Cadet headed to France after winning fellowship


The two men battling Doug Lamborn for his 5th Congressional seat reacted Wednesday to the Republican’s call for the Air Force to relax its regulations to permit more religious expression at the Air Force Academy and throughout the service.

Lamborn’s letter, co-signed by 22 of his Republican colleagues, asked Air Force Secretary Deborah Lee James to revise Air Force regulations to permit the faithful to express their beliefs in the workplace. It was the latest outfall of March’s “whiteboard-gate” at the academy — a storm that erupted after a cadet wrote a Bible passage on a message board outside his dorm room and erased it in response to criticism.

The academy, which didn’t require the verse to be removed, says the Bible verse fell in a gray area. Existing regulations say commanders can’t proselytize in the workplace or favor one religion over other beliefs.

Lamborn said he wants the regulation to allow more expression.

“These restrictive regulations are a driving force behind many of the Air Force's recent violations of religious freedom, such as the recent whiteboard incident at the Air Force Academy,” Lamborn said Tuesday.

His Republican primary rival Bentley Rayburn says Lamborn isn’t doing enough to fight for religious rights and free speech.

Bentley Rayburn, a retired two-star and Air Force Academy graduate said he would bring teh matter up for congressional debate.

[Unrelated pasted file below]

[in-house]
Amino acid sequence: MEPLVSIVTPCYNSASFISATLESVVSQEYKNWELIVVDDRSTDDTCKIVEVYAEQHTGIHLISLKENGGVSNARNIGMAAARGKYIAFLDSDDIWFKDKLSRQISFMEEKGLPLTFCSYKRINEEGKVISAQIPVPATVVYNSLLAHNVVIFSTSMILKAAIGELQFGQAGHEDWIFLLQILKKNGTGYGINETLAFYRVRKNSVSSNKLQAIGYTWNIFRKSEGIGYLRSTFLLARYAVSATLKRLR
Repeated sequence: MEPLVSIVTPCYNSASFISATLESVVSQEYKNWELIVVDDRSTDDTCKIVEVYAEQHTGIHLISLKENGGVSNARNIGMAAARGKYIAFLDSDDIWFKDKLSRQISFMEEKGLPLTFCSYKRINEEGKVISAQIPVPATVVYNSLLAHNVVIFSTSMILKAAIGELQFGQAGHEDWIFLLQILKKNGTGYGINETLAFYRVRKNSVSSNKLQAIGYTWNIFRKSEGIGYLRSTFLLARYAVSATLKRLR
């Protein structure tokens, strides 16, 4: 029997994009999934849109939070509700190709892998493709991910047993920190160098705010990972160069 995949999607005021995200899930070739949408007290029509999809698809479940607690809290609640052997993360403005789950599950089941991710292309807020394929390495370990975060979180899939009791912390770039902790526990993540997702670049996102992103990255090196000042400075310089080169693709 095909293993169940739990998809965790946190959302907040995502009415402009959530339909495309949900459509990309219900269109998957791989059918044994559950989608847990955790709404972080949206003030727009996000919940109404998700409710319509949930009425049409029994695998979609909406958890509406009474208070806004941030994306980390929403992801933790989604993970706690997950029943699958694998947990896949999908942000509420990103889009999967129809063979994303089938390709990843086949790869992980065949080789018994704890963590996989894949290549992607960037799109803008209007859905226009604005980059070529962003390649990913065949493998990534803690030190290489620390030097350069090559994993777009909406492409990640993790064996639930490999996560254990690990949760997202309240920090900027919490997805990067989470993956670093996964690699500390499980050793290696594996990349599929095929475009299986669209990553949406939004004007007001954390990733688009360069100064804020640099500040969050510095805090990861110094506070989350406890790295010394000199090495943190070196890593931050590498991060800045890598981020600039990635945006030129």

“We need more than a letter,” Rayburn said. “We need to have a forceful debate about these issues.”

The lone Democrat in the race, retired Air Force Maj. Gen. Irv Halter intones that Lamborn is going too far.

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Halter couldn’t be reached for questions, but issued a brief statement saying an ongoing review of Air Force religious policies needs to be completed before Congress chimes in.

“”Congressman Lamborn’s letter is a great example of why so many Coloradans dislike Washington,” Halter wrote. “As someone who proudly served in the Air Force for 32 years, I can tell you that the last thing the Academy needs is a bunch of politicians in Washington like Congressman Lamborn issuing demands so they can score political points.

“Of course, cadets must be able to freely express their faith, but the responsible course of action is to wait for the Academy’s review before stirring the pot.”

The Air Force Academy may be home to the most famous whiteboard in history.

Since the Military Religious Freedom Foundation called for removal of the Bible verse in March, the flap has dominated a congressional budget hearing and drawn criticism from groups including the Family research council.

Lamborn’s letter on the topic is his second.

Weighing in is good politics for the congressman, whose 5th District is home to five military bases and major religious organizations including Focus on the Family.

Lamborn in past campaigns has worked to court religious voters and this year introduced a bill to block federal funding for abortion.


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